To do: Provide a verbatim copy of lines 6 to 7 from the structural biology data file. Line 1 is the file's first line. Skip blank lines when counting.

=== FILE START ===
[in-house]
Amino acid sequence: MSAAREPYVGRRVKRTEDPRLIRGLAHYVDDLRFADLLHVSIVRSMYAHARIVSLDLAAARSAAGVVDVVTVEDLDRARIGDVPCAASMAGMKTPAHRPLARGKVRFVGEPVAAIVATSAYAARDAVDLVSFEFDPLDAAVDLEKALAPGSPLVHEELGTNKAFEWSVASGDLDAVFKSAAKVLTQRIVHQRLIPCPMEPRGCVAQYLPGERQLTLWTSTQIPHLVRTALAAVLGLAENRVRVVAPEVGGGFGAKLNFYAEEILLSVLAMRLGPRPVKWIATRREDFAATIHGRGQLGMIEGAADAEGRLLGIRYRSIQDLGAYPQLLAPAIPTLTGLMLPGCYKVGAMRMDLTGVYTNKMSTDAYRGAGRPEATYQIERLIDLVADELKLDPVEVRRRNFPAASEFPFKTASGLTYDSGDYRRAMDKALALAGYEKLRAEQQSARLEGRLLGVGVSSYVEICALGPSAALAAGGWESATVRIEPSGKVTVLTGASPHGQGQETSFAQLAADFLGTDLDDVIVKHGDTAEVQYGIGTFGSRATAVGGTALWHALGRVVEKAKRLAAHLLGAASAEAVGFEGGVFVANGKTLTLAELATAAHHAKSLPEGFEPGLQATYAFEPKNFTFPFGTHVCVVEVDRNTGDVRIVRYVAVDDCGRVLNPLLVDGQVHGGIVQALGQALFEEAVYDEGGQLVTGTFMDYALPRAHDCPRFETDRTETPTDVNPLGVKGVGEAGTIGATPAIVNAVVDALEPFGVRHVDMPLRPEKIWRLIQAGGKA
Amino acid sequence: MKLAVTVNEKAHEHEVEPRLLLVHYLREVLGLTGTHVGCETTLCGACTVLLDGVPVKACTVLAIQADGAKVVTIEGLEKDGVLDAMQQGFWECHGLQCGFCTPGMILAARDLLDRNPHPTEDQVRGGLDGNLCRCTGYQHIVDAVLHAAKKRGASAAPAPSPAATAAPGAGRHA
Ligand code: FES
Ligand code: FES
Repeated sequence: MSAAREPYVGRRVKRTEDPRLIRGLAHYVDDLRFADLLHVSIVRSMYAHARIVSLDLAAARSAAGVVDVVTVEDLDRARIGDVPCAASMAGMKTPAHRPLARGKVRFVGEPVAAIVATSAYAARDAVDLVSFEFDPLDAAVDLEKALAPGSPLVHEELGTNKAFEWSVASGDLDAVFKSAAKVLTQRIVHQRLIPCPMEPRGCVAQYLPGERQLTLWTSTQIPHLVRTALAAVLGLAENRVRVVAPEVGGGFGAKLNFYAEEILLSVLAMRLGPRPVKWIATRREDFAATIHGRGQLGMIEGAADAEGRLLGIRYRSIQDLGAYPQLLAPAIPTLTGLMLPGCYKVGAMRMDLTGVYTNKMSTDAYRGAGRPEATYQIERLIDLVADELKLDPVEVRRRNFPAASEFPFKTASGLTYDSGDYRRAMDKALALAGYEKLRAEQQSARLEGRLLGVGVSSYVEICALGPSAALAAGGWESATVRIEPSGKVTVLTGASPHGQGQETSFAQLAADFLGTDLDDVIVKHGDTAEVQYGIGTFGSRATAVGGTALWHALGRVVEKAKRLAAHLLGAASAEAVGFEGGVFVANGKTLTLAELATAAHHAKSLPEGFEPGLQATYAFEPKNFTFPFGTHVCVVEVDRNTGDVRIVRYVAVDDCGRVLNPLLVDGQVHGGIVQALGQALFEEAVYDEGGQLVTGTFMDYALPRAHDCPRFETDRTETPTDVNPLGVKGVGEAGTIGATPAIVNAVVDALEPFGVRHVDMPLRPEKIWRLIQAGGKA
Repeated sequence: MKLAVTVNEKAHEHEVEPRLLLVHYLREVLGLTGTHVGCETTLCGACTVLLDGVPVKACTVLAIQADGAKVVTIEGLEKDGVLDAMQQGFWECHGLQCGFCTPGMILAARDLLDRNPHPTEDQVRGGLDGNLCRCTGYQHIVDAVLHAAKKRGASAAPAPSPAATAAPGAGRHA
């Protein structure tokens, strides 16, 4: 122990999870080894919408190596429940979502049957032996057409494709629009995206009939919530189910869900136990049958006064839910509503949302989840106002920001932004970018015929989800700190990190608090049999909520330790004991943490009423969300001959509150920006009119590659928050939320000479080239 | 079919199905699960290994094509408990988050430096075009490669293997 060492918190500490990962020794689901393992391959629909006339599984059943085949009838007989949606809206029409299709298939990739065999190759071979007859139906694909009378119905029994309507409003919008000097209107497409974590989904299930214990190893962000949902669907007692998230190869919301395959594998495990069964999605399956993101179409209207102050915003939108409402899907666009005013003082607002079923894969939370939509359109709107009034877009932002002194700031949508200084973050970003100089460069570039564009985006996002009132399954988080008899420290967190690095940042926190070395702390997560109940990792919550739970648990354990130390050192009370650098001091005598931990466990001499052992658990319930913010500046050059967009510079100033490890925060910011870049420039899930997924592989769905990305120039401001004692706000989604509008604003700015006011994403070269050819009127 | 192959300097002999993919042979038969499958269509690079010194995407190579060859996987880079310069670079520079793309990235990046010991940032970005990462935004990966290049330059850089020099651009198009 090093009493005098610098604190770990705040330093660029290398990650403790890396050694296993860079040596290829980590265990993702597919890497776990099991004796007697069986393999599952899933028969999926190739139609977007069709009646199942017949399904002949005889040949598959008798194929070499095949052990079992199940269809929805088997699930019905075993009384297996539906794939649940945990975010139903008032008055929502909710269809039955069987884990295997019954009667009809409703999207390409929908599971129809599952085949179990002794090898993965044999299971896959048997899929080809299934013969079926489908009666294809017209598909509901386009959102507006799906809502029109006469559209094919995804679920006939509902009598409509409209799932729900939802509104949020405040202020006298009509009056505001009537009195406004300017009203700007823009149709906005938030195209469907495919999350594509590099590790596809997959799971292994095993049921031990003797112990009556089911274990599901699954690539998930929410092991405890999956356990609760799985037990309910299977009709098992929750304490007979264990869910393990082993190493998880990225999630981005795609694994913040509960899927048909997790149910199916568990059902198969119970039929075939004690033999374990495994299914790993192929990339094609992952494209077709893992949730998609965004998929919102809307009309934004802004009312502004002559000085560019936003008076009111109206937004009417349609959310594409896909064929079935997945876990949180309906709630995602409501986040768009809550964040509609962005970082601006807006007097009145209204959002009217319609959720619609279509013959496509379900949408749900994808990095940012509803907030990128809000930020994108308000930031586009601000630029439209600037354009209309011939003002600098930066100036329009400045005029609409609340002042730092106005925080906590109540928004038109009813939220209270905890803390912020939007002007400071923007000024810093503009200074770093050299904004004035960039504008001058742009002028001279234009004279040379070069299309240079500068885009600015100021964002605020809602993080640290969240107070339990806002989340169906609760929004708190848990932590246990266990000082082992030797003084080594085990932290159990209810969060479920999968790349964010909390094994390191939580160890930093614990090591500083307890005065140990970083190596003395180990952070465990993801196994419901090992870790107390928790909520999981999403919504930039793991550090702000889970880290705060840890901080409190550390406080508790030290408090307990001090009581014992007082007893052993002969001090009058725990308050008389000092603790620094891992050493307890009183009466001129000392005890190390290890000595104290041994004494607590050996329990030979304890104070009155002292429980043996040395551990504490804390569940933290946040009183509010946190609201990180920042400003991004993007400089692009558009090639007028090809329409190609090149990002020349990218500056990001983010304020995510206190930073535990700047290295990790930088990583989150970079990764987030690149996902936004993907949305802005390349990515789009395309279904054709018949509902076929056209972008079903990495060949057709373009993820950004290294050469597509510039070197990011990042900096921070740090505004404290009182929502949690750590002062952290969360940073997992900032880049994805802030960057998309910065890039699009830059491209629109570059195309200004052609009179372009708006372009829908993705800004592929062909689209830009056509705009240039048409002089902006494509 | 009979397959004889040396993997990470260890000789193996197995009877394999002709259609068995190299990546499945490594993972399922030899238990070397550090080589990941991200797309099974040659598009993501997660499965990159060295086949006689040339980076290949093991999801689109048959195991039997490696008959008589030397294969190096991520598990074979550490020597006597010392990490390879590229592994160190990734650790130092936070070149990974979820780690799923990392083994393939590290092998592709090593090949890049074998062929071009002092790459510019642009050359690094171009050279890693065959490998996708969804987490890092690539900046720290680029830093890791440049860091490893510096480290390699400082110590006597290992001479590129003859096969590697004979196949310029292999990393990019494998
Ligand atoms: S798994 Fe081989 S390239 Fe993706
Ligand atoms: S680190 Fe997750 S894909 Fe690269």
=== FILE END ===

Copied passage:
Repeated sequence: MSAAREPYVGRRVKRTEDPRLIRGLAHYVDDLRFADLLHVSIVRSMYAHARIVSLDLAAARSAAGVVDVVTVEDLDRARIGDVPCAASMAGMKTPAHRPLARGKVRFVGEPVAAIVATSAYAARDAVDLVSFEFDPLDAAVDLEKALAPGSPLVHEELGTNKAFEWSVASGDLDAVFKSAAKVLTQRIVHQRLIPCPMEPRGCVAQYLPGERQLTLWTSTQIPHLVRTALAAVLGLAENRVRVVAPEVGGGFGAKLNFYAEEILLSVLAMRLGPRPVKWIATRREDFAATIHGRGQLGMIEGAADAEGRLLGIRYRSIQDLGAYPQLLAPAIPTLTGLMLPGCYKVGAMRMDLTGVYTNKMSTDAYRGAGRPEATYQIERLIDLVADELKLDPVEVRRRNFPAASEFPFKTASGLTYDSGDYRRAMDKALALAGYEKLRAEQQSARLEGRLLGVGVSSYVEICALGPSAALAAGGWESATVRIEPSGKVTVLTGASPHGQGQETSFAQLAADFLGTDLDDVIVKHGDTAEVQYGIGTFGSRATAVGGTALWHALGRVVEKAKRLAAHLLGAASAEAVGFEGGVFVANGKTLTLAELATAAHHAKSLPEGFEPGLQATYAFEPKNFTFPFGTHVCVVEVDRNTGDVRIVRYVAVDDCGRVLNPLLVDGQVHGGIVQALGQALFEEAVYDEGGQLVTGTFMDYALPRAHDCPRFETDRTETPTDVNPLGVKGVGEAGTIGATPAIVNAVVDALEPFGVRHVDMPLRPEKIWRLIQAGGKA
Repeated sequence: MKLAVTVNEKAHEHEVEPRLLLVHYLREVLGLTGTHVGCETTLCGACTVLLDGVPVKACTVLAIQADGAKVVTIEGLEKDGVLDAMQQGFWECHGLQCGFCTPGMILAARDLLDRNPHPTEDQVRGGLDGNLCRCTGYQHIVDAVLHAAKKRGASAAPAPSPAATAAPGAGRHA